Treat’s ‘The Pleasure Principle’ was an excellent album in its own right, it was however overshadowed by the massive Swedish success that was Europe’s ‘The Final Countdown’, which would dominate world charts from late 1986 into 1987, ‘The Pleasure Principle’ never stood a chance really.
Written by: gdmonline
ALBUM: The Pleasure Principle
SERIAL: 826 918-1
CD REISSUE: 2001, Mercury, 826 918-2
CD REISSUE: Discogs Reissue List
COUNTRY OF ORIGIN: Sweden
LINEUP: Robert Ernlund – vocals * Anders Wikstrom – guitar, keyboards * Lillen Liljegren – guitar * Ken Siewertson – bass * Leif Sundin – drums
TRACK LISTING: 01 Rev It Up * 02 Waiting Game * 03 Lovestroke * 04 Eyes On Fire * 05 Take My Hand * 06 Fallen Angel * 07 Caught In The Line Of Fire * 08 Strike Without A Warning * 09 Ride Me High * 10 Steal Your Heart Away
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It was due to the recent release of Treat’s fantastic ‘Coup De Grace’ CD that I thought it was about time to revisit this Swedish outfit’s back catalog. The only review we had in the Glory Daze database up until the ‘Coup De Grace’ review was 1987’s ‘Dreamhunter’. Of course, Treat’s discography is more than just that album, if we think back to ‘1992’ self titled album, 1989’s ‘Organised Crime’ and this little beauty from 1986 ‘The Pleasure Principle’.
As many of you are aware, 1986 was the year that Bon Jovi and more importantly Europe took center stage. Being Swedish, Treat and Europe had – up to a point, competed in the local Swedish market, jousting with each between 1984 and 1985.
Treat’s ‘Scratch And Bite’ was a reasonable album and made its way into many foreign markets as an import, it was also clear the band were heavily influenced by Def Leppard. However 1986 would prove to be a hurdle, with the band’s ‘then’ drummer Mats ‘Dalton’ Dahlberg packing up his drumkit and leaving under mysterious and secretive circumstances.
He would go on to form Dalton, and we all know how good that band were! Treat meanwhile bought in Leif Sundin on drums – who wasn’t an immediate fit, plus producer Jean Beauvoir to work up material for their next phase. The single ‘Ride Me High’ was the result, but the band did not kick on with Beauvoir, opting instead for Gary Winter as the next producer for what would be the second album: ‘The Pleasure Principle’.
An excellent album in its own right, it was however overshadowed by the massive Swedish success that was ‘The Final Countdown’, which would dominate world charts from late 1986 into 1987. ‘The Pleasure Principle’ never stood a chance really, both albums released during the early summer of 1986.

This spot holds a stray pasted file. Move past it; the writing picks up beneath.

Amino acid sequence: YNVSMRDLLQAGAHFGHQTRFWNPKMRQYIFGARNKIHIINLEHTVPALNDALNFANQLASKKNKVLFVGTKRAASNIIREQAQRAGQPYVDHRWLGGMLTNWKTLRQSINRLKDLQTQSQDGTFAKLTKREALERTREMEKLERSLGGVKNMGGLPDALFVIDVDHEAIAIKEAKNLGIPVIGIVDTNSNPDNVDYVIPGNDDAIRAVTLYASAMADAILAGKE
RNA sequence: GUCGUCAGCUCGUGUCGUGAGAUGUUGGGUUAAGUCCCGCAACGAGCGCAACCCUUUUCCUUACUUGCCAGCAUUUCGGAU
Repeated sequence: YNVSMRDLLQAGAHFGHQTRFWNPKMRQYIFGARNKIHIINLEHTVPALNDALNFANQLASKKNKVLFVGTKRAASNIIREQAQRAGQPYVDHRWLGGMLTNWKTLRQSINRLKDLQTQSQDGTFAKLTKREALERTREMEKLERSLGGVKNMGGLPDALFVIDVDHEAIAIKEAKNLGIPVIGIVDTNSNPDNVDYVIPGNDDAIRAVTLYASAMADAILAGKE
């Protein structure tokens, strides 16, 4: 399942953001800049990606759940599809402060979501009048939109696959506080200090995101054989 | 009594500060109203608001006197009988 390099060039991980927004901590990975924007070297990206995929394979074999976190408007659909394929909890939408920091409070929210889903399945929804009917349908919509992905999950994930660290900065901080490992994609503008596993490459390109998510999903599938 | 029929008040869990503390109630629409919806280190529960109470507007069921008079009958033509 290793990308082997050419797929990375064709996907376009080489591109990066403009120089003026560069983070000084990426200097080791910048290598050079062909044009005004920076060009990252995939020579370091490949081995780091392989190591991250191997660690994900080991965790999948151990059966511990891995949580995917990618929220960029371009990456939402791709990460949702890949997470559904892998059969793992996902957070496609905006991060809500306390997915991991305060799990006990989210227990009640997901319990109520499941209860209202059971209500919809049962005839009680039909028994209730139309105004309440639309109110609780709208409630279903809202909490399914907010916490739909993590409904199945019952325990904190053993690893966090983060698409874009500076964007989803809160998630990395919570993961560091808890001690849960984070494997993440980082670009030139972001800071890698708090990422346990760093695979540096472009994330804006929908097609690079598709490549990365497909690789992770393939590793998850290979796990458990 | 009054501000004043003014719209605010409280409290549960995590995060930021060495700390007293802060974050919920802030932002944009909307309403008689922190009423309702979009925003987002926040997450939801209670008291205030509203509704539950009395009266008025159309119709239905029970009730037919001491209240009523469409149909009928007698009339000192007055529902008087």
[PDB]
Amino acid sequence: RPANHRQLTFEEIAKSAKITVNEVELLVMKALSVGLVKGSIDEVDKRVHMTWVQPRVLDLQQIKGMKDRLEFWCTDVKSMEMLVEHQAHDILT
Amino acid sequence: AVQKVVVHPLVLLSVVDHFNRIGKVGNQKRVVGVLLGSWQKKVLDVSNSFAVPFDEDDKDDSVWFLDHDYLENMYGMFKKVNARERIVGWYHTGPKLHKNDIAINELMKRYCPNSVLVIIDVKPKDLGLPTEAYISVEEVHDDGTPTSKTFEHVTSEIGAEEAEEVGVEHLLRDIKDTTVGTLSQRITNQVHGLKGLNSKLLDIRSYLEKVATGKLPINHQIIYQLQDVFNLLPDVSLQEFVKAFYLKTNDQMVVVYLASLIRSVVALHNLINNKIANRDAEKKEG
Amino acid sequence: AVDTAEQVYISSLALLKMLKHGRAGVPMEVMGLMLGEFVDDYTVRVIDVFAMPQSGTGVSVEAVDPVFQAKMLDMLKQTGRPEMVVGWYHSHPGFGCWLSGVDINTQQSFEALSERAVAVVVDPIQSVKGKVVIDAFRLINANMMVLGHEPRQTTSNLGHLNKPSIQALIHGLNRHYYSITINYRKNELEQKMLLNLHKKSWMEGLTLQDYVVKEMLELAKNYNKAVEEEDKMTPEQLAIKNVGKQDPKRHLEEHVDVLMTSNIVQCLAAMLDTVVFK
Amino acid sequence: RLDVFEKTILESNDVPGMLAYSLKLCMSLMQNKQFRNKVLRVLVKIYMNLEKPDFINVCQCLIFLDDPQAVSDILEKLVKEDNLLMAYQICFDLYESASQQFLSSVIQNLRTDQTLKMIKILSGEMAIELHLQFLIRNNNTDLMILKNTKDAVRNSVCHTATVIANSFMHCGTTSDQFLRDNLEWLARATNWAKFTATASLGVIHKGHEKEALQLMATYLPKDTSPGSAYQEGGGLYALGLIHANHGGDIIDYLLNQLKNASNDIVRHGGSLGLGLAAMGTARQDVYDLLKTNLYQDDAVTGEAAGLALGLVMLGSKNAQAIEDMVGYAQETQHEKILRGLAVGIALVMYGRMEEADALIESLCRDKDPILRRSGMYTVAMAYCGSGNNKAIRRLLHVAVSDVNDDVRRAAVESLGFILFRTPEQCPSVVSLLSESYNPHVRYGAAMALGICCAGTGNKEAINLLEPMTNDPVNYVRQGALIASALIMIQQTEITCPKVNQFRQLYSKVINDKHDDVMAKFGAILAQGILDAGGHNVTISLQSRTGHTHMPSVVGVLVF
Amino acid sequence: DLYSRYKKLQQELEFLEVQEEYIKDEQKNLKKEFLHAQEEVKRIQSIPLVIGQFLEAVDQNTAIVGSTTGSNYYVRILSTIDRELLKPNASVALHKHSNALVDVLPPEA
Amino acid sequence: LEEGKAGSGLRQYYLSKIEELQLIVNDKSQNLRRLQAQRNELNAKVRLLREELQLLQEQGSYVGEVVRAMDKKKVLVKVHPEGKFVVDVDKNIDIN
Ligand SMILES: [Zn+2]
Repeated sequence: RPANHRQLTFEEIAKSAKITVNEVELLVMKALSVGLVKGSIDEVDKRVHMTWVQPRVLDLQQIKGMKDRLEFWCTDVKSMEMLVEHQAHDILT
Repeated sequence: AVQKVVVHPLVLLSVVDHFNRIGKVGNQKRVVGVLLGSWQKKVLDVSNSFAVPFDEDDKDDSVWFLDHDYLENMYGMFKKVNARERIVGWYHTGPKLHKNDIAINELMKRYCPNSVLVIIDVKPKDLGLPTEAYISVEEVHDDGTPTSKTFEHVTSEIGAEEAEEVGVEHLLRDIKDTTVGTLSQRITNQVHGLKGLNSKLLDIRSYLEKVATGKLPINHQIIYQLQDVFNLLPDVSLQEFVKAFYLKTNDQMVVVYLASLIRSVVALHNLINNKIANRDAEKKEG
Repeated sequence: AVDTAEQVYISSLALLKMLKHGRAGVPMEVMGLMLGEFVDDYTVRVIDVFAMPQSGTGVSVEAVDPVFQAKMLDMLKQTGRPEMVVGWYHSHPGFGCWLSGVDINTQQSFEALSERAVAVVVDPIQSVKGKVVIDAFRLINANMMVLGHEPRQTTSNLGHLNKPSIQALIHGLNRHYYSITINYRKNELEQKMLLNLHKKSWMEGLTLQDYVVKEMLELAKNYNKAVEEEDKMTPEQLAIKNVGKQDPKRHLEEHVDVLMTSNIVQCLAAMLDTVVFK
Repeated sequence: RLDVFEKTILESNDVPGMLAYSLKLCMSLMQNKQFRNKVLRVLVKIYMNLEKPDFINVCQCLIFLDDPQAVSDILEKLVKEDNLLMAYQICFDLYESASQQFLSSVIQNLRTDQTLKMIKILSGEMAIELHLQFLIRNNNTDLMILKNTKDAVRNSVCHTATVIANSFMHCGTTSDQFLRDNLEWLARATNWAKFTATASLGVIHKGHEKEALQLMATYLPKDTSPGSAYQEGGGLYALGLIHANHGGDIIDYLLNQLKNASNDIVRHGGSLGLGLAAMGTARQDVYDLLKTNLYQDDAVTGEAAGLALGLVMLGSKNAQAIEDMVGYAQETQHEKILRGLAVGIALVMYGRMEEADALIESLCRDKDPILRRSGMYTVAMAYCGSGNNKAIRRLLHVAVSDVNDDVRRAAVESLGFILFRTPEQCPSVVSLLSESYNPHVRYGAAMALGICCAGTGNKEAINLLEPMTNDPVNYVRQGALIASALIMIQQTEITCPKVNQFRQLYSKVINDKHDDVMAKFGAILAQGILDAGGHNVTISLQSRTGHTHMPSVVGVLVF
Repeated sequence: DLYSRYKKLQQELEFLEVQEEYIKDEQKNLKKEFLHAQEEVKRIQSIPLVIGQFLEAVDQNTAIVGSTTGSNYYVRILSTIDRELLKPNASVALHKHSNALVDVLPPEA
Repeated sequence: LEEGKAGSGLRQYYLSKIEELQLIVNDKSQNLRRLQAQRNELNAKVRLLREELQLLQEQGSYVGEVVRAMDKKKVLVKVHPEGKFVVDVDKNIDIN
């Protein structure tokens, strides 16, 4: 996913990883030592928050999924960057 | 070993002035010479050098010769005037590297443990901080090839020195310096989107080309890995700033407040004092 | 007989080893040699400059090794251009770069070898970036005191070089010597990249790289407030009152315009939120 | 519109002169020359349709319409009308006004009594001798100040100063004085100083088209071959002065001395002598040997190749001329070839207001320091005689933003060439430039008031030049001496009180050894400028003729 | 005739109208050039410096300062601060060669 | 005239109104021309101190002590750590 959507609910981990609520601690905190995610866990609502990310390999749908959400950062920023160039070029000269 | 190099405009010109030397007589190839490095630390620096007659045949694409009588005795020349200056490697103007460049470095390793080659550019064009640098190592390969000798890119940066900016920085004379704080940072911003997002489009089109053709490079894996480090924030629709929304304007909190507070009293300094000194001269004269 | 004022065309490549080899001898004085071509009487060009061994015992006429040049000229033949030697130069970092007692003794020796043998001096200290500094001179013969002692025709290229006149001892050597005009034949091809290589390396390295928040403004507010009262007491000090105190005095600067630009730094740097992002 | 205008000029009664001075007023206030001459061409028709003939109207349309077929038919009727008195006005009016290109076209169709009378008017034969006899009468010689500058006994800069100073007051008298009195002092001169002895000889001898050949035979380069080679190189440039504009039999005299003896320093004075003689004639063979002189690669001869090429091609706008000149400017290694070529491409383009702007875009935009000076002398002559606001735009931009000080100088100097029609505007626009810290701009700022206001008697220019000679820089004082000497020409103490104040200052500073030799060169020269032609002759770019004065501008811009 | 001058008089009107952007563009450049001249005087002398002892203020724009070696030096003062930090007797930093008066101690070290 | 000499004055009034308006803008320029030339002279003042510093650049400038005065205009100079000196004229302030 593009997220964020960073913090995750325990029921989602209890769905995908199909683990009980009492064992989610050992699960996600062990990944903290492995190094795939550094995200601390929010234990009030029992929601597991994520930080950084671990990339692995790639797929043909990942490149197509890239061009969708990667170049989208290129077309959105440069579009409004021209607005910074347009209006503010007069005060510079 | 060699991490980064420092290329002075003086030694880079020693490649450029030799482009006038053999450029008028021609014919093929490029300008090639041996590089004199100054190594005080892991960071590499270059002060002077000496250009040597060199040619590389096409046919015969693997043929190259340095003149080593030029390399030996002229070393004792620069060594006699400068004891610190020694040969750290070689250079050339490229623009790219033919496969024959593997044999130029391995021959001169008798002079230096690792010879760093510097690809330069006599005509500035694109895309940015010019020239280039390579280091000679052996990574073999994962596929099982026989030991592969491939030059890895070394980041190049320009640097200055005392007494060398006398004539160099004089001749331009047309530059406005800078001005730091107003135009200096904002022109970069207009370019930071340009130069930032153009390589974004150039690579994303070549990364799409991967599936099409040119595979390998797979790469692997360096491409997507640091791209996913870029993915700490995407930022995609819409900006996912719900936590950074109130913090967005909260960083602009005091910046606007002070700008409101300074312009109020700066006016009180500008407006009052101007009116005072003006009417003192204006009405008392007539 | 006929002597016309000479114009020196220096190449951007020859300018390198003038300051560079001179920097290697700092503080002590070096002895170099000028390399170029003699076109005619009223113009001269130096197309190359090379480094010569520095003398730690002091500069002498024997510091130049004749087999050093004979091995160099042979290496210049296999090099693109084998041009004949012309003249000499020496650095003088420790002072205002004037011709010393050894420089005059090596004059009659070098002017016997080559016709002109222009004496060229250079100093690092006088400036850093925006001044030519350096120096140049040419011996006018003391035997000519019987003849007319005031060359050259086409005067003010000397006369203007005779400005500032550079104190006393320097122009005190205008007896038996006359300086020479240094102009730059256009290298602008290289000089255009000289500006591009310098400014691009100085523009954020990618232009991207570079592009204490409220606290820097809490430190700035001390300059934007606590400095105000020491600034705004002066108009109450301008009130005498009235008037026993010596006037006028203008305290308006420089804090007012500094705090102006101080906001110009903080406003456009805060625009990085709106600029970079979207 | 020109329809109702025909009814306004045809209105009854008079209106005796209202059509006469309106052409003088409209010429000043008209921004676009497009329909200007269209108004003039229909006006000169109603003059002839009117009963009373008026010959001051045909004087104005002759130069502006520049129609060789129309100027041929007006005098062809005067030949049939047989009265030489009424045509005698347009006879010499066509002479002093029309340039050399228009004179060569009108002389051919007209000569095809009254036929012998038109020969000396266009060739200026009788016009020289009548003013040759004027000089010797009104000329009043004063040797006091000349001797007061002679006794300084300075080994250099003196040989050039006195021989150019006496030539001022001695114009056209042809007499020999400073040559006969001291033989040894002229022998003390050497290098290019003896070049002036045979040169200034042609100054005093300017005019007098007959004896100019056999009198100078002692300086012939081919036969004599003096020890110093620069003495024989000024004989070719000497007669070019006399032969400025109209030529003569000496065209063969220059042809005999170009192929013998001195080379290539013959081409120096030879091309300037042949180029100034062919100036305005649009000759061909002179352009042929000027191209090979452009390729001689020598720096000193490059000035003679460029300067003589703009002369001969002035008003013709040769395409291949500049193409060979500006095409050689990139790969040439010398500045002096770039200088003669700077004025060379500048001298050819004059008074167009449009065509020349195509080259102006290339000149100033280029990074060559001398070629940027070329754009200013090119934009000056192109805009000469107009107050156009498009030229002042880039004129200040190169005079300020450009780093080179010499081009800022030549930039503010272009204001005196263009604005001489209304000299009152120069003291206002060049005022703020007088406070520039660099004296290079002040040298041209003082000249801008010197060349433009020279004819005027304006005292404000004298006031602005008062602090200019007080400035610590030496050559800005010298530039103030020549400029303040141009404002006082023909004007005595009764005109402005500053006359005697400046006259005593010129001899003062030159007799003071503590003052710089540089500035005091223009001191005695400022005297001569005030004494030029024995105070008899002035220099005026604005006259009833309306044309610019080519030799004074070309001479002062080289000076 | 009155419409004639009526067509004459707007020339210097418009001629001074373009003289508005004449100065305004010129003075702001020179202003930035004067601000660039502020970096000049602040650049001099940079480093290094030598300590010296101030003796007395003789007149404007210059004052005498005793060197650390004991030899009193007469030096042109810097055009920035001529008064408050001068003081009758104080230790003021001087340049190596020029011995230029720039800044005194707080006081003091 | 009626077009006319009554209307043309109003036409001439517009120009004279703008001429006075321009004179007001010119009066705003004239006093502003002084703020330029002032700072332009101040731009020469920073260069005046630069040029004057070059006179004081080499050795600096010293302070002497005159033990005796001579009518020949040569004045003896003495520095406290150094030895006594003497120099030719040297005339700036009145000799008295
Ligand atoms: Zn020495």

Treat should hold their heads up high, as the songs on this album are a vast improvement on ‘Scratch And Bite’. It’s much more keyboard oriented than before, with party anthems all the rage through at least eight of the album’s ten tracks. The two tracks that least rock out are the second track ‘Waiting Game’ which is midpaced part ballad/rocker and the pure ballad ‘Take My Hand’, with synths and piano taking the lead on a sentimental journey.
But elsewhere, tracks such as ‘Rev It Up’, ‘Caught In The Line Of Fire’, the melodious ‘Love Stroke’, the aforementioned ‘Ride Me High’, the keyboard laced ‘Fallen Angel’ and probably the album’s best moment. ‘Strike Without A Warning’ all hit home with maximum impact. There’s still a little bit of The Lepps in those vocal choruses, but it’s not as apparent as before.
As mentioned, the album didn’t do very well in the market, though locally in Sweden the band were still popular, but hadn’t really toured outside of their own backyard. To make matters worse, drummer Leif Sundin departed only a couple of months in, to be replaced by Jamie Borger, who along with Ernlund and Wikstrom, are now the mainstays of the band.
Treat took this a lesson to be learned, so headed down to Holland in preparation for the ‘Dreamhunter’ sessions, and to get touring and gigging experience outside of Sweden. With new management, things looked promising, but ultimately it all ended up in a cul-de-sac. Despite the band’s numerous problems, they still left an excellent selection of albums, and now with their resurrection in 2010, perhaps it’s not too late for Treat to salvage some respect and reward nearly 25 years after their initial heyday!
Entire Album (Select Tracks)